Beyond The Bridge trilogy and play some of the great music that inspired the story.
Date: Sunday, March 20, 2011
Time: 8pm EST, 7pm CST, 6pm MST, 5pm PST
Place: http://paradigms.bz (Podcast available for listening)
I held fast to this sentimentality until someone showed me the actual numbers and I realized that how I prefer to read has absolutely nothing to do with how I publish my own books. Ebooks comprise 30 percent of all book sales and those numbers are quickly rising. Did I say quickly? It's a tsunami, folks. Get to higher ground or be washed out to sea with all of the other writers who refuse to adapt. We're not still writing on scrolls, are we?
Back when I assiduously shopped my manuscript to publishers and agents, I often spent $75 in postage to overseas addresses just to have my manuscript end up in the slush pile. I liked having that manuscript in my hand, of putting it lovingly into the cardboard box made exclusively for it and taking it to the post office, where I'd proudly put it on the counter. I liked that the address said The Bloomsbury Group, Simon & Schuster, or Alfred Knopf. And I paid for that feeling. Some people eat; I mailed manuscripts.
Ten years later I got serious. I quit the writer klatches (online and off), of sitting in bookstore cafes "looking" and "feeling" like a writer, and I wrote. Did I ever write! I realized that readers want to read, and they want to read now. They don't care about how you like to read, they care about what you write. They don't care if you like to curl up with a book, a crisp, juicy apple, and a cup of tea. Most of them don't read there. Most of them read on the train to and from work, in waiting rooms, or at the gym. Most don't sit at home with all the time in the world. They're commuting. They're going to after-school ball games they're not interested in. They're busy. Trust me, when they go to bed at night, they're too tired to sit and read; there aren't enough hours in the day.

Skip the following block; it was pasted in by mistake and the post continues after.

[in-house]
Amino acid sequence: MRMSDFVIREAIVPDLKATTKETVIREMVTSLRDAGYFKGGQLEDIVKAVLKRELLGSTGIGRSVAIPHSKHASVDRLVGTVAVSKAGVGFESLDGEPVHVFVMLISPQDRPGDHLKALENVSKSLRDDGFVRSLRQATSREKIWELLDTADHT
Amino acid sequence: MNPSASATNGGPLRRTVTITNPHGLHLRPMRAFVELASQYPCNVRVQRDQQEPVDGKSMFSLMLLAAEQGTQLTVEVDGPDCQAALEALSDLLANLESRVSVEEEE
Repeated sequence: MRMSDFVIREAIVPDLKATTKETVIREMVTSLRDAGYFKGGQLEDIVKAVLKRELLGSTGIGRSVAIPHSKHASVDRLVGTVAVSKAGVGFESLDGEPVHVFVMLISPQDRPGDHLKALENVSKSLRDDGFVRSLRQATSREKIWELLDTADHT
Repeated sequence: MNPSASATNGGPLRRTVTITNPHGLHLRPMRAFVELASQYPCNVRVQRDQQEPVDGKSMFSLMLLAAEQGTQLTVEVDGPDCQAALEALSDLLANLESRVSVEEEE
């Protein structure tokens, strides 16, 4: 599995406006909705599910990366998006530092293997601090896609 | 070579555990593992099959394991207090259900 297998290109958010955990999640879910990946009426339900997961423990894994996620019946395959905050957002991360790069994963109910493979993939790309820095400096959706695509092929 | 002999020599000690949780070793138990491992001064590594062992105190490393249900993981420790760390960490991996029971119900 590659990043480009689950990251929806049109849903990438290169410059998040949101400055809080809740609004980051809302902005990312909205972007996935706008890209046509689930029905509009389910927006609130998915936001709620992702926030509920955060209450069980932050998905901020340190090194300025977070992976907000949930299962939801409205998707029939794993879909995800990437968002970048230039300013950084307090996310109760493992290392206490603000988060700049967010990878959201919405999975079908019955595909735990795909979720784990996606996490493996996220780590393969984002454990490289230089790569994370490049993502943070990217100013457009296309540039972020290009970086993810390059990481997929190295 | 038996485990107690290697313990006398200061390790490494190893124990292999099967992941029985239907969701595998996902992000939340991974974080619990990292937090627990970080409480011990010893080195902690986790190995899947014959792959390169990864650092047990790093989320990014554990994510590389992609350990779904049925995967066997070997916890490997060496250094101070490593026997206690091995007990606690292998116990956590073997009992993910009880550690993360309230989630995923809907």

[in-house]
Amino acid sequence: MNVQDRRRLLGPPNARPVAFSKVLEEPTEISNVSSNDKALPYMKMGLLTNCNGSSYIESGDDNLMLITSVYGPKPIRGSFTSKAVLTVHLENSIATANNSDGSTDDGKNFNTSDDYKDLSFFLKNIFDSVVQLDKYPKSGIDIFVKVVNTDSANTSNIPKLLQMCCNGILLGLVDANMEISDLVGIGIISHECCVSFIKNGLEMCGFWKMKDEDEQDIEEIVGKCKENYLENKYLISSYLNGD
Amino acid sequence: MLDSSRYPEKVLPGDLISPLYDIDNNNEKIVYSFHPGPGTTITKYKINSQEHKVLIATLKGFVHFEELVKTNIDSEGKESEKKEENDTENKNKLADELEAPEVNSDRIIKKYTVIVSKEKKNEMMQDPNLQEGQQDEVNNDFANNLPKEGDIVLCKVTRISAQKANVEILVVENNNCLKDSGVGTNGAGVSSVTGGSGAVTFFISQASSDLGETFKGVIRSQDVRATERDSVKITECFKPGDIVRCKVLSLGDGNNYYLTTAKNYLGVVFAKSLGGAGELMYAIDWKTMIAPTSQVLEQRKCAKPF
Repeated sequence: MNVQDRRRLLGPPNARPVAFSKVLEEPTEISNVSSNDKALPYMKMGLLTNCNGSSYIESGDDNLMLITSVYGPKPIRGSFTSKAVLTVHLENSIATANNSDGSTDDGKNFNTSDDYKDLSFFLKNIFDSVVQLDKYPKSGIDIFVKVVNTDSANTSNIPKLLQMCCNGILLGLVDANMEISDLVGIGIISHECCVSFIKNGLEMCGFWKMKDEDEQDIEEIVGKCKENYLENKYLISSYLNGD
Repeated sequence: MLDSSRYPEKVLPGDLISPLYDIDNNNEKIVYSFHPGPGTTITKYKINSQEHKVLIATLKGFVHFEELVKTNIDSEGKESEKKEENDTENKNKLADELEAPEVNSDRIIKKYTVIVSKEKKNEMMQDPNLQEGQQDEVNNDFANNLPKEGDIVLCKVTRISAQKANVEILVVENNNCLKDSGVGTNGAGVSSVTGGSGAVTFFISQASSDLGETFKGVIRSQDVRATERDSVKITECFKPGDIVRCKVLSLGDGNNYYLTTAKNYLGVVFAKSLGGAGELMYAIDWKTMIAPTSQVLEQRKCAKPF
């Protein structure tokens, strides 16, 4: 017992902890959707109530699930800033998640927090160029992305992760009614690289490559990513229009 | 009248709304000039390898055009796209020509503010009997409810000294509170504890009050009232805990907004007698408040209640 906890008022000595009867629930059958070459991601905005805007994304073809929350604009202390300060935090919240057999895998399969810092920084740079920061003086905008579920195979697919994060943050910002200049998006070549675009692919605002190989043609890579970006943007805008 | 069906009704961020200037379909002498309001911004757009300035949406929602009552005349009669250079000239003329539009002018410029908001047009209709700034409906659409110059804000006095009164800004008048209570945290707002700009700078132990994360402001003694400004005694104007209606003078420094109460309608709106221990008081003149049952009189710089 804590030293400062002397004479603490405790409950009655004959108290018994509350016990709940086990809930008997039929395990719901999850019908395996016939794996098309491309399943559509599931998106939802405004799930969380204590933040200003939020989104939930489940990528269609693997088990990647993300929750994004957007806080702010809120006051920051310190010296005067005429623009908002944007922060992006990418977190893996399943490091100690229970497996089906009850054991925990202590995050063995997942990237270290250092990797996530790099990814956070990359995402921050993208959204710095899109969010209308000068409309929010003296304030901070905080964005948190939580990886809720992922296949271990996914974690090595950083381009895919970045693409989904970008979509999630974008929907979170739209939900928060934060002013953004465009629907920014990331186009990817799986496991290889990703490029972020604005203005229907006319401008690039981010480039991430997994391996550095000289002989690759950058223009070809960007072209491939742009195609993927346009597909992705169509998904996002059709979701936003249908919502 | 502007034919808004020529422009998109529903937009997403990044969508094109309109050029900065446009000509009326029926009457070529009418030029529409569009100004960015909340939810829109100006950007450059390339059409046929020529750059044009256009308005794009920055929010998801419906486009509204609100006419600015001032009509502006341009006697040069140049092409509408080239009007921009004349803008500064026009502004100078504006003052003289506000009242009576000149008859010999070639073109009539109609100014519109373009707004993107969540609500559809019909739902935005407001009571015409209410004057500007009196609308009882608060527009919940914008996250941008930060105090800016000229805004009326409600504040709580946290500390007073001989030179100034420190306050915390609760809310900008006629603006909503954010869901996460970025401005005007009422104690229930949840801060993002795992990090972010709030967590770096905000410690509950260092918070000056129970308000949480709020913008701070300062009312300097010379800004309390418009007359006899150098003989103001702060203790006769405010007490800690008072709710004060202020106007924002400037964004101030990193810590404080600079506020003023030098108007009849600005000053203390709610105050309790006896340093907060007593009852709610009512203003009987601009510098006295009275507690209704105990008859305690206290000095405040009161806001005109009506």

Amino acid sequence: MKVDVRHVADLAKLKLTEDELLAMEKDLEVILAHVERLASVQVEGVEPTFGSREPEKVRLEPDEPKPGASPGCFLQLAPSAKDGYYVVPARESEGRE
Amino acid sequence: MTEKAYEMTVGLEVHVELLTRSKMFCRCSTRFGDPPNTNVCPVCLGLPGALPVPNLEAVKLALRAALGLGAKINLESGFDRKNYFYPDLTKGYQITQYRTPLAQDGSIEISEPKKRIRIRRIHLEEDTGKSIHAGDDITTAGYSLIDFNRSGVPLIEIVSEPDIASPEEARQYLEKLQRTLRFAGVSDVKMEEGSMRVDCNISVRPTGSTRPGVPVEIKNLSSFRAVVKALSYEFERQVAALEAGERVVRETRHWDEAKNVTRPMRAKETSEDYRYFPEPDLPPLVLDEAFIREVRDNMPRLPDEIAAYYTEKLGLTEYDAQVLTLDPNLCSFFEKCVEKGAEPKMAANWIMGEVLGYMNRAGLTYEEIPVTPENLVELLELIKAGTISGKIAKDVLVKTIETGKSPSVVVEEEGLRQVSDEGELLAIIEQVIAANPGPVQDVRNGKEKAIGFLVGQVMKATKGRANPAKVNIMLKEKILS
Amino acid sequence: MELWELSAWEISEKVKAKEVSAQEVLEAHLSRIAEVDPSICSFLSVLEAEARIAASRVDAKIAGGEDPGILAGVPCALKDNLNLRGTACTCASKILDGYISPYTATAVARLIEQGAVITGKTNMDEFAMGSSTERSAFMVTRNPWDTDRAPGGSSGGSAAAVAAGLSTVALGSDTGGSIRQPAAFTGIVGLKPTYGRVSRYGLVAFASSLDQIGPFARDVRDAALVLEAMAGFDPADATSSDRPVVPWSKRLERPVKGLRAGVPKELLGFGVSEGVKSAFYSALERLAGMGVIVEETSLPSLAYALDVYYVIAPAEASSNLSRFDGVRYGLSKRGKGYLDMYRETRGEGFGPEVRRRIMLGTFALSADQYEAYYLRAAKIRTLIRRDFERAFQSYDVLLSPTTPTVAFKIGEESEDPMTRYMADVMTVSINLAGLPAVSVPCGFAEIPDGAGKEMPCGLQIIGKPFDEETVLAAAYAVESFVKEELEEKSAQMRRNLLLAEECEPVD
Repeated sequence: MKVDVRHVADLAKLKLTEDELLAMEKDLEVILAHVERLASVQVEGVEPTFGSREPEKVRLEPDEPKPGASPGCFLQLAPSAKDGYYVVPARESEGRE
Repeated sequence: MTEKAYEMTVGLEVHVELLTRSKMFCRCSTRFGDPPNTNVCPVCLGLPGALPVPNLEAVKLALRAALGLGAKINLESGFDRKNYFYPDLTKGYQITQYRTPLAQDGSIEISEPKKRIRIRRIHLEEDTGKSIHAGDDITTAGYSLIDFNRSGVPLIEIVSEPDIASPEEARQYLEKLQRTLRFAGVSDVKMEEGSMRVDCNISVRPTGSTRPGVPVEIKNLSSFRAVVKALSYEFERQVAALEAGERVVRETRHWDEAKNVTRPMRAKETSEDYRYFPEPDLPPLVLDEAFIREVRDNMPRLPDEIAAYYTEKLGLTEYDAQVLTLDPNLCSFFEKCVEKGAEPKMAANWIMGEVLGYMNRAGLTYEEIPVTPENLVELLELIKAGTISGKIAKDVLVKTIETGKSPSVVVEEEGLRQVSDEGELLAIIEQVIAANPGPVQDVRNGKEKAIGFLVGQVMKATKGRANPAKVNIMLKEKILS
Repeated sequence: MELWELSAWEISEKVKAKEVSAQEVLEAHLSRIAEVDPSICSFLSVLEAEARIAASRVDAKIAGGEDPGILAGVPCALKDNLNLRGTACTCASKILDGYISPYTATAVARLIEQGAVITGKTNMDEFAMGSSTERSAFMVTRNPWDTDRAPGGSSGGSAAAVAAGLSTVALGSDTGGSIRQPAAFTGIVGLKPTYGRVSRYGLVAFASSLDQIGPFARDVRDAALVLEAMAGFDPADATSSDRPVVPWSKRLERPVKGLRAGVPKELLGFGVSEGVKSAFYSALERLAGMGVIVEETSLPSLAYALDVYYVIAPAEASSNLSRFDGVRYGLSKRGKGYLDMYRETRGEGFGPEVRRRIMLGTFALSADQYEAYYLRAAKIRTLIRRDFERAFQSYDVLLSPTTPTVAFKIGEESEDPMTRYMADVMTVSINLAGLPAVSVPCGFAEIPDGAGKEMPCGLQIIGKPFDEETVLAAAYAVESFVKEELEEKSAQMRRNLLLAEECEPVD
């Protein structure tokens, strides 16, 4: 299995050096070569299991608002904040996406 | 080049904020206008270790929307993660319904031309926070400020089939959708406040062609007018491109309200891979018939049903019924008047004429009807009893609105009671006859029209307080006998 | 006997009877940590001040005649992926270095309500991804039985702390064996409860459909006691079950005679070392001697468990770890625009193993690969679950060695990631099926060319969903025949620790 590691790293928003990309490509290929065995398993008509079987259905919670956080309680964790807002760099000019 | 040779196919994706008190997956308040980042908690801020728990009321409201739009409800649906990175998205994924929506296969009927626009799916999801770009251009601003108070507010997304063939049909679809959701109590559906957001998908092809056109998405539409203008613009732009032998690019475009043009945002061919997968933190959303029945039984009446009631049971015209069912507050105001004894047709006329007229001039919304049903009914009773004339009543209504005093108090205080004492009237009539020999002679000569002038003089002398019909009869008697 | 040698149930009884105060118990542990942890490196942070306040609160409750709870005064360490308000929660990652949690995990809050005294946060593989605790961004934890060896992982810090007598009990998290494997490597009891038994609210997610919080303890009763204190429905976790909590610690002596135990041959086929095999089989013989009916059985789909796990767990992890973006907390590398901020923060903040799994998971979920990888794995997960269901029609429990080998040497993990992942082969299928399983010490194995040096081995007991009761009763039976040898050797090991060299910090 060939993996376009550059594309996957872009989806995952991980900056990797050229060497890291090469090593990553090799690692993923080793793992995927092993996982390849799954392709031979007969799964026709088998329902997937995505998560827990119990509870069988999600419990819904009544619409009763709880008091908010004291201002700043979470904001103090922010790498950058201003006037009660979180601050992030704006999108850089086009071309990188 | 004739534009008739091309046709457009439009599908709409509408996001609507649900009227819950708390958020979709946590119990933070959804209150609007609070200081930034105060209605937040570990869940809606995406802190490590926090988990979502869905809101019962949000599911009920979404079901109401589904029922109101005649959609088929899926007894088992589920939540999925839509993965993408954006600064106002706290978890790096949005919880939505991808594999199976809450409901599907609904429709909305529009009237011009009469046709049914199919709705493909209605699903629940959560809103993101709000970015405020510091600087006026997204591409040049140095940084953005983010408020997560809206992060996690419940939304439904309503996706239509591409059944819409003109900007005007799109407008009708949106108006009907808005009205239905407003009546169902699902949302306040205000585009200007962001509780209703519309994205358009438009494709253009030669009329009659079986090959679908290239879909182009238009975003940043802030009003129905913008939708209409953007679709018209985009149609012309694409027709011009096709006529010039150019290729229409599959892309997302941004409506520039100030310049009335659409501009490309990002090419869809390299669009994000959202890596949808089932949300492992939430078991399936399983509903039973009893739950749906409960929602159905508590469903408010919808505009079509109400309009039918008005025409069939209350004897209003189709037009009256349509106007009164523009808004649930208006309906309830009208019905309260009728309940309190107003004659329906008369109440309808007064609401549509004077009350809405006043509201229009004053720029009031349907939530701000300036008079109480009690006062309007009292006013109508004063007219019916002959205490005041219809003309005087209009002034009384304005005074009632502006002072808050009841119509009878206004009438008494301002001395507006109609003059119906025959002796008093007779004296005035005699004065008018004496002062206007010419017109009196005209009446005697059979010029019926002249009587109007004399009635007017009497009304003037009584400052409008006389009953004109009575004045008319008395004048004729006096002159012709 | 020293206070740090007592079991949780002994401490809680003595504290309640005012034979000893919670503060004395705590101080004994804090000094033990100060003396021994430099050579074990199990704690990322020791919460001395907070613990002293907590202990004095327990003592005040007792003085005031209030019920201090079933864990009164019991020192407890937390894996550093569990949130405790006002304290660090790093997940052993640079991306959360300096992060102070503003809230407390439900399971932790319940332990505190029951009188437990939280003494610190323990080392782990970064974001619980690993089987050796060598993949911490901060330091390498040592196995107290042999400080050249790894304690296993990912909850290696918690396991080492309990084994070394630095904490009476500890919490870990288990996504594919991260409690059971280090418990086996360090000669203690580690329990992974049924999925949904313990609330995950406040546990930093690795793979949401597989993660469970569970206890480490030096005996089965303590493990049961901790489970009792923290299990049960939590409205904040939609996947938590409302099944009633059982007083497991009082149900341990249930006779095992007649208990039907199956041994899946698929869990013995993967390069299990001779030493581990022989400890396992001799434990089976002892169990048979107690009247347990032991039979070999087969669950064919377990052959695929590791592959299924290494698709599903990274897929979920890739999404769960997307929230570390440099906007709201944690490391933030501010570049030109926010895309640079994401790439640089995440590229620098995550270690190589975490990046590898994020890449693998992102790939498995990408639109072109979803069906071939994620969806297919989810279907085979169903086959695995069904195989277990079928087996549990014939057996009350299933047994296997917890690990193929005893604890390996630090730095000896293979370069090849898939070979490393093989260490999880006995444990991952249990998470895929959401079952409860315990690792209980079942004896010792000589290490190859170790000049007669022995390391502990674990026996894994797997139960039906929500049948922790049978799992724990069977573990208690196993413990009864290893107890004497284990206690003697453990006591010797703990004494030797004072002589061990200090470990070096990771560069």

If you're strictly a reader and not a writer, then it's your call. Stick to what you enjoy. We write for you, after all, but if you're a writer who wants to be read, your reading preference doesn't matter. And if you are a writer and you're lucky enough to get signed by a publisher, your work is going to go digital anyway. That's a given. So again, sentimentality doesn't matter here.
The thing is, writing the book is about you. That's where the art is. Publishing is about the public. Once you publish your book, it belongs to them.
"Ebooks and indie publishing are going to rescue the art of writing. Why do you think you're being told to limit your wordcount by cutting adverbs and adjectives? It's not to make you a better writer, it's to cut the costs of ink and paper. Publishing an ebook costs nothing. It's a computer file. Don't tell me all this about better writing; most of the publishers out there have degrees in business and marketing, not English Lit. And the agents aren't going to care about your art, they have to bend to the publishers so that they can make their cut. Do we consider Virginia Woolf or Mark Twain bad writers? Bullshit. It's about the publishers' bottom line, not about your art." Lynette ErwinI especially like what Lynette said about the indie revolution rescuing the art of writing because I can see that happening already, not only in the written word, but in music as well. My youngest son, Micah Atwell, belongs to a huge, global network of indie composers and musicians who compose, record, produce, and market their own work, and it's so much better than what's on the radio these days. It's not cookie cutter product dressed up in crotch-grabbing, pouty-lipped sexuality, it's art.
I'd be a liar if I told you I'm not interested in selling copy, but the reason I write is to be read. To achieve this I have to give up the ghost where the reading public is concerned and give them what they want. Privately, I'll curl up with my favorite books, my apple, and my cup of tea.